Apple stock trading was halted on Wednesday when the company dropped its revenue expectations nearly 8 percent to $84 billion from its average guidance in November. Apple had previously said it expected $89 billion to $93 billion in sales for the holiday quarter, which ended December 29.
The company blamed “emerging market challenges” and lackluster iPhone sales. In both instances, China was a driving force behind the lower-than-expected numbers, the company said.
“We believe the economic environment in China has been further impacted by rising trade tensions with the United States,” Tim Cook wrote in a letter to investors, in a not-so-thinly-veiled stab at President Donald Trump’s trade battle with the world’s most populous country.
“While we anticipated some challenges in key emerging markets, we did not foresee the magnitude of the economic deceleration, particularly in Greater China,” he added. “In fact, most of our revenue shortfall to our guidance, and over 100 percent of our year-over-year worldwide revenue decline, occurred in Greater China across iPhone, Mac and iPad.”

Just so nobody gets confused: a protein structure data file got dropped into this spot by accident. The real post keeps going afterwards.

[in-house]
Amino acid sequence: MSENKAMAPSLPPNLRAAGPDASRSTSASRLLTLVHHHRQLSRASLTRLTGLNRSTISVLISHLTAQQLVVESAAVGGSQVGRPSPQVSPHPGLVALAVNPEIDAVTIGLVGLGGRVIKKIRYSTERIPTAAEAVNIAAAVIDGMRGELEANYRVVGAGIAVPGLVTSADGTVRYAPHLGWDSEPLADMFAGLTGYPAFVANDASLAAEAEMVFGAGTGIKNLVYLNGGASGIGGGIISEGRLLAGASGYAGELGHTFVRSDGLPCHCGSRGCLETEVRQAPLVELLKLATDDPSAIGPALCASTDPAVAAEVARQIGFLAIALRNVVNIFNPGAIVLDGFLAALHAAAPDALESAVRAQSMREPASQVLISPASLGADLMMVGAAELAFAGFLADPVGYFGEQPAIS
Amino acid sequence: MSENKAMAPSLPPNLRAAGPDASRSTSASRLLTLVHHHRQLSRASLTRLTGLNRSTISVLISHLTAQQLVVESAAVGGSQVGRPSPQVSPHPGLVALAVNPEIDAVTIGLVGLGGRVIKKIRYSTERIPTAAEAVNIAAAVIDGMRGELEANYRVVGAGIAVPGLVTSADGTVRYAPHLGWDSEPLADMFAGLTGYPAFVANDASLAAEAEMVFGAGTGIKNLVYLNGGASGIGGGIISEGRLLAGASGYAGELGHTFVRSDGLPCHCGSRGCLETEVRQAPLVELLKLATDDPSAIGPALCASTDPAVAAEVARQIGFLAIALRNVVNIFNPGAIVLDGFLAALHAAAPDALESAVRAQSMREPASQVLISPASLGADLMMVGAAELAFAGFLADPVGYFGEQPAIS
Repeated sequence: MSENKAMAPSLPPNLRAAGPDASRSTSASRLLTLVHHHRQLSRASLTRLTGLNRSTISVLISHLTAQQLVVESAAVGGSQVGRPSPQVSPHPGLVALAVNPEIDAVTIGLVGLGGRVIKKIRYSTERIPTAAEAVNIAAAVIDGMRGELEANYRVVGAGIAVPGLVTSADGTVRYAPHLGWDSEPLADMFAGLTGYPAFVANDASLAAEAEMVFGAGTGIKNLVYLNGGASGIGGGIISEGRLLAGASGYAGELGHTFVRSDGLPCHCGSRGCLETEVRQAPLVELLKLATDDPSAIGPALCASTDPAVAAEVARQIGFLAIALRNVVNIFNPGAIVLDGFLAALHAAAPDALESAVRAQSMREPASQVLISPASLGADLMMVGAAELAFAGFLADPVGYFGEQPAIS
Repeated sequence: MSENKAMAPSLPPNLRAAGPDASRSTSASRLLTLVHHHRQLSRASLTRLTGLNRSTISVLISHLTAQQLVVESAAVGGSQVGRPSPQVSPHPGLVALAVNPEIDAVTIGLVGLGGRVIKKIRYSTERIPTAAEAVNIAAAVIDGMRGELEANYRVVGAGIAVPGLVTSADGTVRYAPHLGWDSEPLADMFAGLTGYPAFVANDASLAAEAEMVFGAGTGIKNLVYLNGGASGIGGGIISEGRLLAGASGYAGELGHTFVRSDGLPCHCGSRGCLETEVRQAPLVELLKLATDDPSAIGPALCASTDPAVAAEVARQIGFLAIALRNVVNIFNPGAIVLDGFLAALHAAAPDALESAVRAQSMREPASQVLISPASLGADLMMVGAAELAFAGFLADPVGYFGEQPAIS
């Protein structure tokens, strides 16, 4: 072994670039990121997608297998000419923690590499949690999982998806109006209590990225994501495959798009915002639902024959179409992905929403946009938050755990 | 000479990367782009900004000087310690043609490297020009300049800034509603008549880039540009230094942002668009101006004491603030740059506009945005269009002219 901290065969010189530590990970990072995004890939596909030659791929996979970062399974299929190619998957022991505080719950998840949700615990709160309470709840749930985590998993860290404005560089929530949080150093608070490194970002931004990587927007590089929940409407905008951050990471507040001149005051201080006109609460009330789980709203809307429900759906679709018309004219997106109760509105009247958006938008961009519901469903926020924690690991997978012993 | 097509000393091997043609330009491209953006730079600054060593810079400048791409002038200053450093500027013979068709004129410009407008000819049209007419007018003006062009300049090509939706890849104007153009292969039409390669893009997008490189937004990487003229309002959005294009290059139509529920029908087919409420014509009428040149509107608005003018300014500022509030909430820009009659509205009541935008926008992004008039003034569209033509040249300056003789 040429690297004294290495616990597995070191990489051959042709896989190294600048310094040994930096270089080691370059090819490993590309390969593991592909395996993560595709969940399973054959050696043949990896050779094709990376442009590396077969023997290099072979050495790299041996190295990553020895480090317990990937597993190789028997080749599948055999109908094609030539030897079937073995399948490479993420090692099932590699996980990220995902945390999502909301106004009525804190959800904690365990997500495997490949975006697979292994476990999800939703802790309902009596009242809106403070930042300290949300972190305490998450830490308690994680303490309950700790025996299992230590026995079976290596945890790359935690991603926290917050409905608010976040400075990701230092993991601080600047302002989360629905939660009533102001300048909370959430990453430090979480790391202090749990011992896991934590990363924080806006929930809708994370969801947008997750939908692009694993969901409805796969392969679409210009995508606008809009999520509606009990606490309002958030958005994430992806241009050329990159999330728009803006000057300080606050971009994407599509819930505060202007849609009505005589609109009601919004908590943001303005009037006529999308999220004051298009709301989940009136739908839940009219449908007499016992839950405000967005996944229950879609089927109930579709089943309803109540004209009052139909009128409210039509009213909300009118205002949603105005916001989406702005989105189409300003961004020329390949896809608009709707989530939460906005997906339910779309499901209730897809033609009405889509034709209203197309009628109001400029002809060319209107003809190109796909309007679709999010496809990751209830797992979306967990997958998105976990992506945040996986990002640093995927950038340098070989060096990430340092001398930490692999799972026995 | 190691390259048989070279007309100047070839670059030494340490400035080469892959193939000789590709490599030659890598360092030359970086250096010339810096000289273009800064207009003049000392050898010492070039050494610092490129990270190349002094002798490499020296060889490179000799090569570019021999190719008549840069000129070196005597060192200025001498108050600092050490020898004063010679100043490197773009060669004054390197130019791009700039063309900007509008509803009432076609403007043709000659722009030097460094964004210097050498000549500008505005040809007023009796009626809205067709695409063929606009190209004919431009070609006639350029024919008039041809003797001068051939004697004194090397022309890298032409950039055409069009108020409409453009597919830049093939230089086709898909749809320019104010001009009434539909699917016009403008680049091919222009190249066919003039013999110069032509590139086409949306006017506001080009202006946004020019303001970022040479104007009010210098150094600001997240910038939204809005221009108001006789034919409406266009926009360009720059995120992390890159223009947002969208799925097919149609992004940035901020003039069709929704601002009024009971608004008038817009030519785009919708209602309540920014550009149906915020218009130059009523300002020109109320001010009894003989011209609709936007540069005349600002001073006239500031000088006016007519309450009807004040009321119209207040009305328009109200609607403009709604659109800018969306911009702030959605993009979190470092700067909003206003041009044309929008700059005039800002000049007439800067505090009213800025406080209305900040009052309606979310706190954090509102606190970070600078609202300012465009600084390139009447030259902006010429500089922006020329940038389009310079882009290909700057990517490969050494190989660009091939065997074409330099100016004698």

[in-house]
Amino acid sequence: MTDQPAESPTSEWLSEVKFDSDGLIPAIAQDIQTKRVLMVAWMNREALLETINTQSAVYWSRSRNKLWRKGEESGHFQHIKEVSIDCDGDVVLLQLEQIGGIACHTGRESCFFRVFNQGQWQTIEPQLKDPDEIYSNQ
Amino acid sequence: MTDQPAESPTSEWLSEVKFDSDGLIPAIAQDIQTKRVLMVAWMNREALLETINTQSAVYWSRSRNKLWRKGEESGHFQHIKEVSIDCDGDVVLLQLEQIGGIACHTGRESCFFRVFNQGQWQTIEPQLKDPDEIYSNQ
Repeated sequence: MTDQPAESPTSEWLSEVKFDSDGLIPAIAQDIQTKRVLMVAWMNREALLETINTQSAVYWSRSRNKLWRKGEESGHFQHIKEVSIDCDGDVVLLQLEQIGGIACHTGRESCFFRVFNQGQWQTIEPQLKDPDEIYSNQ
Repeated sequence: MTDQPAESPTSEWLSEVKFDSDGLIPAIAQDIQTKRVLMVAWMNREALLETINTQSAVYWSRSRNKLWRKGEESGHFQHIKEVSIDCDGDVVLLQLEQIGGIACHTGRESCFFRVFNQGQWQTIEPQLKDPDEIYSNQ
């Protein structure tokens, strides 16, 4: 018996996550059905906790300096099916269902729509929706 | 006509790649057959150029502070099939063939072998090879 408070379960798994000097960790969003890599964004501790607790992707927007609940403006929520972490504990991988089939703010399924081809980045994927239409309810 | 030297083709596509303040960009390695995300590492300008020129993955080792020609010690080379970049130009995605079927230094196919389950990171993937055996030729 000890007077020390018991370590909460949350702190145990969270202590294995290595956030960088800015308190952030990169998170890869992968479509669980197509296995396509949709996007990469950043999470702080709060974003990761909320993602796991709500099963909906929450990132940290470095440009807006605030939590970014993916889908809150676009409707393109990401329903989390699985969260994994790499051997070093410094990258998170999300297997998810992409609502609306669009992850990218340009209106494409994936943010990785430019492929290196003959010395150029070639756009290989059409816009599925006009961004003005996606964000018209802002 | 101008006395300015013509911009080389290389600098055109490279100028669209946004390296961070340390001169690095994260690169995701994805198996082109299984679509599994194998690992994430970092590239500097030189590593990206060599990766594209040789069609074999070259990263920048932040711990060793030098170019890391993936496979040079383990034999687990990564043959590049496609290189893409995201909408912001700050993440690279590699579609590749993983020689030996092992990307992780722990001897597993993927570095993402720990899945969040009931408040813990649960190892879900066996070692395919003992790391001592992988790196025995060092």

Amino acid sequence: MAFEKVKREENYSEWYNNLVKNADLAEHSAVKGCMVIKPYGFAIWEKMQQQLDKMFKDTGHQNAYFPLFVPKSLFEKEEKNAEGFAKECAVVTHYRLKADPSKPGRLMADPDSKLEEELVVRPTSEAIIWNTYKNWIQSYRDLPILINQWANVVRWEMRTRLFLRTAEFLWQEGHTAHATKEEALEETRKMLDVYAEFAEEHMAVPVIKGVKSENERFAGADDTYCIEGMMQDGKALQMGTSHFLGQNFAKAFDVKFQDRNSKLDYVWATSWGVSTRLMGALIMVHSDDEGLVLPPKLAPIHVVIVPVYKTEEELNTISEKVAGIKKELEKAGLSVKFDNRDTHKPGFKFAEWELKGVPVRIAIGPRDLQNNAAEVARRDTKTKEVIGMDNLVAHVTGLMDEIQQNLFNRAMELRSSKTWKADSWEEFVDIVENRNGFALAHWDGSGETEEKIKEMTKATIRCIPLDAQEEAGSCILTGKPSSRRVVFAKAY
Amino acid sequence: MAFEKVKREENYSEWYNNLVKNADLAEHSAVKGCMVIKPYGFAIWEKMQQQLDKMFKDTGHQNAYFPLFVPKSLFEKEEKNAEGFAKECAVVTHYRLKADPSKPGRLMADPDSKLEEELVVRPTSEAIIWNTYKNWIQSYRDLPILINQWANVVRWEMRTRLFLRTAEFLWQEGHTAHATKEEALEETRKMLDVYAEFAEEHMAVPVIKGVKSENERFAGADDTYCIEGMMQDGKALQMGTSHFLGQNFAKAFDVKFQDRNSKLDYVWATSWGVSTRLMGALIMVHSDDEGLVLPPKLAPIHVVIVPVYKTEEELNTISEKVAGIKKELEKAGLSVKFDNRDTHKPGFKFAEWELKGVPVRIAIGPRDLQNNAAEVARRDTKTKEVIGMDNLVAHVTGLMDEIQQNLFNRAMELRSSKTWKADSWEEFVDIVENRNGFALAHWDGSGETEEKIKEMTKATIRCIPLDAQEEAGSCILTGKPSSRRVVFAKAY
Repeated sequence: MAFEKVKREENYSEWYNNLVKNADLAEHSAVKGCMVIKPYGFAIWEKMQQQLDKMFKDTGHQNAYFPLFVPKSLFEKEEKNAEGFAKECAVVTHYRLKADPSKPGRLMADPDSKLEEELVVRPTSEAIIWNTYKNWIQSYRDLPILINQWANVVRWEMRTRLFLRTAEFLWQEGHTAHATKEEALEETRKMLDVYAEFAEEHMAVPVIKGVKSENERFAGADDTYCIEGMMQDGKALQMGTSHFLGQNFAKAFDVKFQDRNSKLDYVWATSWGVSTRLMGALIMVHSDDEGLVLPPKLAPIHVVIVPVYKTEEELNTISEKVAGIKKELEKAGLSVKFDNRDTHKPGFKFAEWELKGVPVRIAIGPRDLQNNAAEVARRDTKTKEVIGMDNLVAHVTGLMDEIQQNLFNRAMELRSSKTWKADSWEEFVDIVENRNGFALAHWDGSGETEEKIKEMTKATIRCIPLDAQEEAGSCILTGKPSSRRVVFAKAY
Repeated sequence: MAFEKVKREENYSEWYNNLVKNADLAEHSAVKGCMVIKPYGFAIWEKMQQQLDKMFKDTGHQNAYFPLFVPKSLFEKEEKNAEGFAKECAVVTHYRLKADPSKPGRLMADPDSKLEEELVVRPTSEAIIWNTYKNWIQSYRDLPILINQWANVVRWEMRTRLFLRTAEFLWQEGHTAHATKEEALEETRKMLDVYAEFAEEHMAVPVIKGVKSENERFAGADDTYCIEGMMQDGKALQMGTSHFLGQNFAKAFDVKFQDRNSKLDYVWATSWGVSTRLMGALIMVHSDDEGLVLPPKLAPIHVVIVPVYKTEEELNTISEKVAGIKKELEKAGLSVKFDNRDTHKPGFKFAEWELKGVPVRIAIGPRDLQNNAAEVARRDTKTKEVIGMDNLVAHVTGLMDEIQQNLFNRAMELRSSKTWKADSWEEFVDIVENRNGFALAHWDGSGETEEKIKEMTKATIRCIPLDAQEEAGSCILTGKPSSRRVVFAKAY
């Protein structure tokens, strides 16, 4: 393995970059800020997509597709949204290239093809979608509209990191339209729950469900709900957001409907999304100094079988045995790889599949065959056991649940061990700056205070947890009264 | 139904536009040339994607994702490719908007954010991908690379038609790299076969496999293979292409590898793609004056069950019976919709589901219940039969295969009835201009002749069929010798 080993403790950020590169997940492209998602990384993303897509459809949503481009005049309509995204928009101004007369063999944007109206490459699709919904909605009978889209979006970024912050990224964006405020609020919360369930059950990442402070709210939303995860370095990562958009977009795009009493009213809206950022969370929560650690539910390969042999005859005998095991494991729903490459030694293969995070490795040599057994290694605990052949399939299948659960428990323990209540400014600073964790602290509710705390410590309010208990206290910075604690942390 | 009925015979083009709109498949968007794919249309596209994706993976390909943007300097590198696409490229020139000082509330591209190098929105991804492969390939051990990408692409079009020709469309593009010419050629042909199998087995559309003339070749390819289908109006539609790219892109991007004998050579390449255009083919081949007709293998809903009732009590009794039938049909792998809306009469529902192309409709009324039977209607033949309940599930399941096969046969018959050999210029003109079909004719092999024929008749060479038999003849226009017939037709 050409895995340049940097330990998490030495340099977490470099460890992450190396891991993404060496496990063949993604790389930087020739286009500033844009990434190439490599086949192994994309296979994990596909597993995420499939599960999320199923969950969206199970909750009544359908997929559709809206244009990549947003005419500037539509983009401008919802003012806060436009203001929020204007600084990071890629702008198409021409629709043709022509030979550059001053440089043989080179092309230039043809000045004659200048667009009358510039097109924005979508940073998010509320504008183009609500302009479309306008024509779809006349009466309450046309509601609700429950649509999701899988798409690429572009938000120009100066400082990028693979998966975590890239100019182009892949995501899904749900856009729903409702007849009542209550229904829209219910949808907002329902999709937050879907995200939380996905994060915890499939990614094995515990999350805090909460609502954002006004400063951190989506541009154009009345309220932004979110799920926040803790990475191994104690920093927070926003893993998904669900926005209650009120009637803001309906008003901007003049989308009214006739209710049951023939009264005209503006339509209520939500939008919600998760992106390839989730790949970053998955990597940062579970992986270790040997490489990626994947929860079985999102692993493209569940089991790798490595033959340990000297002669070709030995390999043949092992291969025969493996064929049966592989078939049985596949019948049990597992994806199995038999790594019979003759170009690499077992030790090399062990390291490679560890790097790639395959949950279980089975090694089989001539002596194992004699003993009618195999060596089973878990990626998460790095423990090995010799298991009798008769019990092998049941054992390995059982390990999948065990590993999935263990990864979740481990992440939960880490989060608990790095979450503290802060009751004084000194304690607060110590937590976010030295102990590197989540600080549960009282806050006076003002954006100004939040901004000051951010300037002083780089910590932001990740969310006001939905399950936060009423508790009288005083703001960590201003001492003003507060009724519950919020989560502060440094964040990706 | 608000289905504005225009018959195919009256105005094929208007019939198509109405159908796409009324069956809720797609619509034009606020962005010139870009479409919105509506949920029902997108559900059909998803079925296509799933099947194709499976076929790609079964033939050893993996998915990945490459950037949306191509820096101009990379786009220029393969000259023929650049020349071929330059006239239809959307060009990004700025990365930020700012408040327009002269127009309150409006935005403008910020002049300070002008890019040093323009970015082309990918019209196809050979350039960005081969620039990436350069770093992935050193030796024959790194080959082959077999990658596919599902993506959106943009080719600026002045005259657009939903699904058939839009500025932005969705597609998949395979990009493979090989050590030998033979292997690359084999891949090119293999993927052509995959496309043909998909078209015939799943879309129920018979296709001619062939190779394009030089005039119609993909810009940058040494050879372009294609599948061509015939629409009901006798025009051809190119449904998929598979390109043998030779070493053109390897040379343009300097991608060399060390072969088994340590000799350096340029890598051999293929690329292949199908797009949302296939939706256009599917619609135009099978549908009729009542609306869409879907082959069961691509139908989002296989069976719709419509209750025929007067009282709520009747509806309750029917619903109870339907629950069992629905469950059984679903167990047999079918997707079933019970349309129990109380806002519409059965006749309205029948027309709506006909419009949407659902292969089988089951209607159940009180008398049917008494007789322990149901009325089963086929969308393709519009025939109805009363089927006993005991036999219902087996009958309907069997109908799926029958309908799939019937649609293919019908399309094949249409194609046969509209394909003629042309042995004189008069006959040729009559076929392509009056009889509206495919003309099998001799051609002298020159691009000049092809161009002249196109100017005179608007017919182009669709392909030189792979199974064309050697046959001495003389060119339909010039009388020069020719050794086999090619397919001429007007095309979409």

Apple is also dealing with the fact that phone upgrade cycles are getting longer so people aren’t buying new phones as often. New generations of iPhones are so expensive that consumers are more likely to stick with their current phones, even if it means simply replacing a battery by “taking advantage of significantly reduced pricing for iPhone battery replacements.”
So while it may be true that Trump’s China policies are in fact doing damage to that country’s economy — and to Apple — Apple also needs a new blockbuster business if current iPhone purchasing trends continue.
This article originally appeared on Recode.net.